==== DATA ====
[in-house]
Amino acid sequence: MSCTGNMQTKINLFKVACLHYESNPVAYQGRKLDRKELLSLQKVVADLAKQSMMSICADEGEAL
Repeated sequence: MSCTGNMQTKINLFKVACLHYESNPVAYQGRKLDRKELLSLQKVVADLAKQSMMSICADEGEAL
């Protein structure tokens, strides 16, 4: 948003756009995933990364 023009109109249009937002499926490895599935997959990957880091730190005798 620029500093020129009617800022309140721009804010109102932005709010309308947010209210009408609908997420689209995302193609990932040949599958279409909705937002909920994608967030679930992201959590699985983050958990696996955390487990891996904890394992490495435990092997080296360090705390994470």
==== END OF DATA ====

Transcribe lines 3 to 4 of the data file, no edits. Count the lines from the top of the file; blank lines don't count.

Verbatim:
Repeated sequence: MSCTGNMQTKINLFKVACLHYESNPVAYQGRKLDRKELLSLQKVVADLAKQSMMSICADEGEAL
């Protein structure tokens, strides 16, 4: 948003756009995933990364 023009109109249009937002499926490895599935997959990957880091730190005798 620029500093020129009617800022309140721009804010109102932005709010309308947010209210009408609908997420689209995302193609990932040949599958279409909705937002909920994608967030679930992201959590699985983050958990696996955390487990891996904890394992490495435990092997080296360090705390994470």